The change that did occur can be discerned by considering the key figure at Harvard through the 1950s and 1960s, running the course on “business policy,” Kenneth Andrews. He was an English graduate who had written his Ph.D. on Mark Twain. His own writing could be stodgy, but he had a clear view about strategy. Like Chandler, he was concerned with “the long-term development of the enterprise.”28 It was the product of a leader’s choices and therefore of all the issues that had to be confronted in the business environment and the wider society, including values and organizational structures. With so many variables to take into account, the single-minded pursuit of a single goal at the expense of everything else was impossible or at least usually unwise. The chief executive therefore had to be a generalist and accept that every situation was unique and multidimensional. There could be no sure templates, formulas, or frameworks. The nearest Andrews and his colleagues at Harvard got to a framework was the simple (but still widely used) SWOT analysis (Strengths and Weaknesses of organization in the light of the Opportunities and Threats in the environment). His approach fit the favored Harvard teaching method of the case study, asking students to examine individual examples of business success and failure. This reinforced the view that strategies had to be case specific, working for particular companies in a given environment rather than derived from general theories.

It also fit the established concept of rational action as internally consistent, feasible in the light of available resources, and consonant with the environment. It assumed a sequence of careful thought preceding action, so that once a strategy was formulated then implementation (or as Chandler put it, structure) must follow. Because it involved the production of a single, unique product, Henry Mintzberg has labeled this “the design school” and presented it as the foundation for much of what followed elsewhere. He criticized it for a command and control mentality, so that a decided and definitive strategy would be handed down. Implementation would be a quite separate process, reducing the possibilities for learning and feedback.29

As the environment in which businesses operated became increasingly complex, sustaining rationality in decision-making required processes to take in all the internal and external information and turn it into a guide for action. This is what Igor Ansoff sought to do in Corporate Strategy, a standard text first published in 1965, earning the author the accolade of “father of modern strategic thinking.”30 Ansoff had grown up in Russia, moved to the United States, studied engineering, and—after a spell at the RAND Corporation— gained practical management experience with the defense manufacturer Lockheed. He worked on identifying companies to buy for purposes of diversification before moving in the early 1960s to Carnegie Mellon University. His view of management strategy therefore came from the innards of a large corporation with a focus on getting a mix of products appropriate to the market. In a familiar theme, he sought to transform management strategy from an intuitive art into a science, by incorporating—in the most systematic and comprehensive way possible—every factor of possible relevance.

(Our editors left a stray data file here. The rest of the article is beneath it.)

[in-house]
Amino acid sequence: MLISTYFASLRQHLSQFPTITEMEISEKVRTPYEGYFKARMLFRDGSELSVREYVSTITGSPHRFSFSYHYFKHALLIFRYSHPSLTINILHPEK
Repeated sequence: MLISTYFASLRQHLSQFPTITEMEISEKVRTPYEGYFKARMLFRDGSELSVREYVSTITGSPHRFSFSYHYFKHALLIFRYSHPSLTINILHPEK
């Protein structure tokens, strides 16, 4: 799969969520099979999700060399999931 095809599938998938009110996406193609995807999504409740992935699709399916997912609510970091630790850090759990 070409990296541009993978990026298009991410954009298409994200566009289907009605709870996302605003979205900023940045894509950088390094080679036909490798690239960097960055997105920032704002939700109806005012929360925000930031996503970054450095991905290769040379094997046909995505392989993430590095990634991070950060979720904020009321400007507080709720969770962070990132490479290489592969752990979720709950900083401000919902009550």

He brought a very particular view of strategy to this effort. Ansoff noted an “unfortunate coincidence” in definitions of strategy. He sought to distinguish between “strategic decisions, where ‘strategic’ means ‘relating to the firm’s match to its environment,’ and of ‘strategy,’ where the word means ‘rules for decision under partial ignorance.’ ”31 No decisions could take place with perfect knowledge, though the planning model suggested that they might, and that all decisions of consequence had implications for the relationship to the environment. Yet there was certainly a difference between the conduct of a specific campaign, which could have the whiff of battle about it—a sense of urgency and crisis—as efforts had to be geared toward a pressing problem, and deliberations about current challenges and future possibilities that could take place in slower time, providing a general orientation to an environment. The planning model could never be about coping with crisis; it was about avoiding crisis, maintaining a strong position by paying attention to the total environment and ensuring that resources were used to maximum effect.

This holistic approach, with its exhaustive attention to detail and attachment to systematic process, reflected Ansoff’s engineering background. The presentation was marked by lists, boxes, diagrams, matrices, charts, and timelines, with the environment typically appearing as an “irregular blob,” organizational units in boxes, and concepts in circles or ellipses.32 The result was, as Kiechel put it, “filigreed to an overwrought fault,” with the finale a one-page diagram on which were to be found fifty-seven boxes of objectives and factors, with arrows ensuring that they were each considered in the proper order.33 The process was so rigorous and demanding that it required that strategy moved from the chief executive to a specialized bureaucracy. It was the demands of planning that led Galbraith to see a shift in power to the technostructure.